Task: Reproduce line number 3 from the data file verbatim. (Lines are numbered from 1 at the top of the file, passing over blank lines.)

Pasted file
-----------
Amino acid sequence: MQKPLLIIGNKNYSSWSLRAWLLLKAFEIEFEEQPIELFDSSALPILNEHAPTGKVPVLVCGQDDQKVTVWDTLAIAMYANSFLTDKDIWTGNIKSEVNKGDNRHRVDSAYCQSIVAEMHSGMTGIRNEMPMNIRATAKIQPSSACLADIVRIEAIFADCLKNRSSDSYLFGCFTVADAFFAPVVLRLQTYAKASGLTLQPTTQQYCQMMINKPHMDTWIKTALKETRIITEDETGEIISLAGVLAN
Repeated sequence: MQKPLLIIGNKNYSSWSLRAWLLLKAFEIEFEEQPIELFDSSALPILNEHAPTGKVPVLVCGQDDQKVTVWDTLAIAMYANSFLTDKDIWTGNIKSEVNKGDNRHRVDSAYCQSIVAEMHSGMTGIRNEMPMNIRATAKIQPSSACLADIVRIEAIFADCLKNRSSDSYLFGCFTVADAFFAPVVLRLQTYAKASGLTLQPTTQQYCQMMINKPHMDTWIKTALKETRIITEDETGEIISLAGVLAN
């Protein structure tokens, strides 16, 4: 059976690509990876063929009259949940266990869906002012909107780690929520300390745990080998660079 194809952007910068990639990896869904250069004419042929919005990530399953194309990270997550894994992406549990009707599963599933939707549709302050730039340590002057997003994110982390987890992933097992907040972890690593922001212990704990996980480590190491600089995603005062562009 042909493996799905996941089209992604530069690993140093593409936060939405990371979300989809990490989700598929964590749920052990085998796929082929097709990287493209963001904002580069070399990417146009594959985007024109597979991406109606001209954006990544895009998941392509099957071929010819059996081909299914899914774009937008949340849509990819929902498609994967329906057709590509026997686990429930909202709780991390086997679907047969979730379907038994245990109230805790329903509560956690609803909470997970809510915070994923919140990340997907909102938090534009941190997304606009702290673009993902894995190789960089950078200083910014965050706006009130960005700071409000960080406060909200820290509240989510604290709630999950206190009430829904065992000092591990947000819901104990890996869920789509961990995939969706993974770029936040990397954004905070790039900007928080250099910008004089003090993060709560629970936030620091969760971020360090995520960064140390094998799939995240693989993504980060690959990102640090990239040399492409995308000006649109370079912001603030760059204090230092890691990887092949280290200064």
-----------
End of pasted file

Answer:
């Protein structure tokens, strides 16, 4: 059976690509990876063929009259949940266990869906002012909107780690929520300390745990080998660079 194809952007910068990639990896869904250069004419042929919005990530399953194309990270997550894994992406549990009707599963599933939707549709302050730039340590002057997003994110982390987890992933097992907040972890690593922001212990704990996980480590190491600089995603005062562009 042909493996799905996941089209992604530069690993140093593409936060939405990371979300989809990490989700598929964590749920052990085998796929082929097709990287493209963001904002580069070399990417146009594959985007024109597979991406109606001209954006990544895009998941392509099957071929010819059996081909299914899914774009937008949340849509990819929902498609994967329906057709590509026997686990429930909202709780991390086997679907047969979730379907038994245990109230805790329903509560956690609803909470997970809510915070994923919140990340997907909102938090534009941190997304606009702290673009993902894995190789960089950078200083910014965050706006009130960005700071409000960080406060909200820290509240989510604290709630999950206190009430829904065992000092591990947000819901104990890996869920789509961990995939969706993974770029936040990397954004905070790039900007928080250099910008004089003090993060709560629970936030620091969760971020360090995520960064140390094998799939995240693989993504980060690959990102640090990239040399492409995308000006649109370079912001603030760059204090230092890691990887092949280290200064």